Two bills currently being considered in the Wisconsin legislature are aimed at changing current state laws about the uses of aerosol sprays. When someone inhales one of these substances, also known as "huffing," they can quickly become intoxicated. Under the law now, however, inhalants are not considered intoxicants, so if someone began to drive after huffing, he or she could not be charged with operating while intoxicated (OWI).
Recently, several OWI convictions for people using inhalants have been overturned because the court determined that inhalants were not illegal intoxicants. The new bills will target ingredients that are common in aerosol sprays.
Law enforcement officials say that it is necessary to classify inhalants as intoxicants, so that a driver with a huffing addiction will be taken off the road and put into a treatment program in the same manner as alcoholics or narcotics addicts. Sergeant Travis Quella of the Eau Claire, Wisconsin police department told local ABC affiliate WQOW that drivers under the influence of inhalants pose as great a risk as those influenced by alcohol and other drugs.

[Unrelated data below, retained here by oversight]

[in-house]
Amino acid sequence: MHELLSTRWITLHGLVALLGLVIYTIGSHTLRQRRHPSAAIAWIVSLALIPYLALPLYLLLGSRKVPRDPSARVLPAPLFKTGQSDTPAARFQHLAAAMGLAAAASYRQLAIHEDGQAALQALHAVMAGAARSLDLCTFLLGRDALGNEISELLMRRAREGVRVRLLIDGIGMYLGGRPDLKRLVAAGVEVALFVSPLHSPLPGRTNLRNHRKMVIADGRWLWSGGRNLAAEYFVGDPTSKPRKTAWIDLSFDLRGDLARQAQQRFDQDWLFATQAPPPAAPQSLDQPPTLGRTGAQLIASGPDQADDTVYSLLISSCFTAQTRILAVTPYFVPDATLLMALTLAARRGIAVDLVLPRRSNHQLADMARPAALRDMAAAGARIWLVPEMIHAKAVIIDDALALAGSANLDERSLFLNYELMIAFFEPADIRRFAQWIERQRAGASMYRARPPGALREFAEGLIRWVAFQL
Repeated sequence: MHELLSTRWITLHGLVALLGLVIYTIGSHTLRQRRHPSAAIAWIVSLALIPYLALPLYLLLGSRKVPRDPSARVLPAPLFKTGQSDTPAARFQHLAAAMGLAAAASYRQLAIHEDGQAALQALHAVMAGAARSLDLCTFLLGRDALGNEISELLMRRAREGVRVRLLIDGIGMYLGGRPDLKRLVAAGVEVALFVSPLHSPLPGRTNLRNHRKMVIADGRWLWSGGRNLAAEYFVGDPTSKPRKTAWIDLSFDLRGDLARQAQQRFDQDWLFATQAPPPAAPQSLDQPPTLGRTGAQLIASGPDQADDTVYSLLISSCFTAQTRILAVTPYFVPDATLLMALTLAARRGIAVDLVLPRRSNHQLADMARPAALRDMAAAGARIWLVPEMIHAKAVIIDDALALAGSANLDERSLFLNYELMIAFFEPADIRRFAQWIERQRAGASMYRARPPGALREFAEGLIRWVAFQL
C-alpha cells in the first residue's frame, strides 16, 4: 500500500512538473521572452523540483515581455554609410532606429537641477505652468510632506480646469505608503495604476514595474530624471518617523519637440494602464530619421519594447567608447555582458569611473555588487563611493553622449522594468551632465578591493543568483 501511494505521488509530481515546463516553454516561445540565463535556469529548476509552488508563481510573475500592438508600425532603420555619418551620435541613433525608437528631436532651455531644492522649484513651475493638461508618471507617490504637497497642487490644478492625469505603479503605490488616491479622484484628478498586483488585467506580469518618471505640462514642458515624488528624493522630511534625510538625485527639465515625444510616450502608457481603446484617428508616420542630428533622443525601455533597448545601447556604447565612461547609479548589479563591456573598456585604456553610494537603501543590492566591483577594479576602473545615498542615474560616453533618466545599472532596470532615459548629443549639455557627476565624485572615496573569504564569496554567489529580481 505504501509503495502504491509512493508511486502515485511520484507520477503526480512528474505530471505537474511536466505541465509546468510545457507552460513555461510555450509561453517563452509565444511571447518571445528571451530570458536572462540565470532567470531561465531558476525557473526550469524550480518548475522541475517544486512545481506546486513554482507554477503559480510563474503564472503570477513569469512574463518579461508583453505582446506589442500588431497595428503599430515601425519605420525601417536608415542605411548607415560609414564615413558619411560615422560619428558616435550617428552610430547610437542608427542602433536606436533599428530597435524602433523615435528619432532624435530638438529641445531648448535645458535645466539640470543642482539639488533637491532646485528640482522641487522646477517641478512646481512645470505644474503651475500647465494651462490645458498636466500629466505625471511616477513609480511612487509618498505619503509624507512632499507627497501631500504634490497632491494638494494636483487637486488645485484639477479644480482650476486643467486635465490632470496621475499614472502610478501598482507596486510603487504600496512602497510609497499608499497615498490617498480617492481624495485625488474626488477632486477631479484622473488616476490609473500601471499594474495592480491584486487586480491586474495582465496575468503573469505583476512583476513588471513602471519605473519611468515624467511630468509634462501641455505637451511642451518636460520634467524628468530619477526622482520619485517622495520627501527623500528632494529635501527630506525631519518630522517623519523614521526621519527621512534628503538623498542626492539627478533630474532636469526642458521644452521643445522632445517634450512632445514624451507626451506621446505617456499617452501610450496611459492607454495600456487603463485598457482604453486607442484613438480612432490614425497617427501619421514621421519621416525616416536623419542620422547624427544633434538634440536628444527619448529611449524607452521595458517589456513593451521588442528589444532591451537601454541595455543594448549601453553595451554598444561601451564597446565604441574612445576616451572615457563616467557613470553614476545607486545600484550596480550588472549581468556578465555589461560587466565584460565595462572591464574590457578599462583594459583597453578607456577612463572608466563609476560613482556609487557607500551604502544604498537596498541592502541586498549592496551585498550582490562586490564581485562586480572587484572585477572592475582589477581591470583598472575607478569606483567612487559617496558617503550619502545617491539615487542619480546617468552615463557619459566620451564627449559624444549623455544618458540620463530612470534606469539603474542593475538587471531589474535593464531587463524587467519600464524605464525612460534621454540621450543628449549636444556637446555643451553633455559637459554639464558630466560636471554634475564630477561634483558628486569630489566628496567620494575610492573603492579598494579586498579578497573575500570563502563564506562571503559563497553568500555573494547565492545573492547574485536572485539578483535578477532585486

"Whenever that person is not held accountable, I think that there's a higher likelihood that that person will take to the road again and another likelihood that that person may not get the court-ordered chemical dependency help that he or she needs," Sergeant Quella said to the source.
If you know someone who is abusing inhalants, seek help before he or she does anymore self-damage or puts anyone else in danger. Contact Intervention Services today to learn how one of our experienced profession can get your loved one into an effective treatment program to make a full recovery.
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